On Friday, Britain and the European Union said they will step up talks to tackle post-Brexit trade issues, with British foreign minister Liz Truss saying a deal might be reached.
Truss said she wants to make progress on resolving problems with the implementation of the regulations governing trade between Britain, its province Northern Ireland, and EU-member Ireland after hosting European Commission Vice-President Maros Sefcovic for "good talks" at her country estate.
"What I'm looking for is a negotiated solution, and I believe there is a deal to be done. Over the last day, we've had some constructive conversations" Truss said.
Officials from both sides will meet next week for more in-depth discussions before Truss and Sefcovic meet again on January 24.
Sefcovic said, "now is the time to start taking problems off the table."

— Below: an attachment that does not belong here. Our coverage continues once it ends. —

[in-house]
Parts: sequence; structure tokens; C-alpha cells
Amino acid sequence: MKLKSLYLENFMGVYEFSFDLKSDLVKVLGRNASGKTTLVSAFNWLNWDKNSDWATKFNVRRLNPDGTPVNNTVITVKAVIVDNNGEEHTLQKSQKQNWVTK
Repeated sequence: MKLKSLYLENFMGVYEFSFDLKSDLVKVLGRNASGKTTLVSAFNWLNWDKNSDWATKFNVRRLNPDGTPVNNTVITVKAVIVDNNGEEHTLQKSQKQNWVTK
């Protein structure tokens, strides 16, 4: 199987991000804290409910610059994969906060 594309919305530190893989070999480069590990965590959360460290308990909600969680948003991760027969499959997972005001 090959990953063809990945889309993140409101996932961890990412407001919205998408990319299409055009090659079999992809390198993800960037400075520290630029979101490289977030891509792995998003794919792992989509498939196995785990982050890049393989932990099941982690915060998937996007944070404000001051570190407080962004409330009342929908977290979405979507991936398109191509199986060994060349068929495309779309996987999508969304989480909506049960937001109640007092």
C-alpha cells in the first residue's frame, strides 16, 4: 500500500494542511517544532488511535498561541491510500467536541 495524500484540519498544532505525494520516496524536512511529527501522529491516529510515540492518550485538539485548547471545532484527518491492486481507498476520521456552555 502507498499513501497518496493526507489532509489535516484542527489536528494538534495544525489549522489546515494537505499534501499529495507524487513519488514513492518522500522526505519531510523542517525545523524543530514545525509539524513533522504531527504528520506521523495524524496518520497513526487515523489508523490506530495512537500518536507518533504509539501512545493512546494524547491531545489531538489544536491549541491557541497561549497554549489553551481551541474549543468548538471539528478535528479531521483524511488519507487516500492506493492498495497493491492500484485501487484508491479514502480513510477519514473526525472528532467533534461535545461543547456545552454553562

Truss took over the long-running talks to resolve disagreements over how to implement post-Brexit trade regulations for Northern Ireland, which the UK agreed to but now claims is unworkable in practice.
To prevent politically contentious border checks between Ireland and Northern Ireland, Britain and the EU agreed that the province will effectively remain within the EU's customs union for goods, with inspections only taking place between mainland Britain and Northern Ireland.
The EU claims to have proposed solutions to reduce customs paperwork and checks on agri-food products, but Britain says it does not want a system that enables checks on goods travelling just within the UK, and it does not want the European Court of Justice to arbitrate disputes.
Britain has repeatedly threatened to activate Article 16 of the Treaty, which allows the country to take unilateral measures such as suspending customs checks on goods entering Northern Ireland.
"Clearly, if we don't make enough progress, we'll have to consider other options," Truss added. "But my ultimate objective is to make a deal that works for people."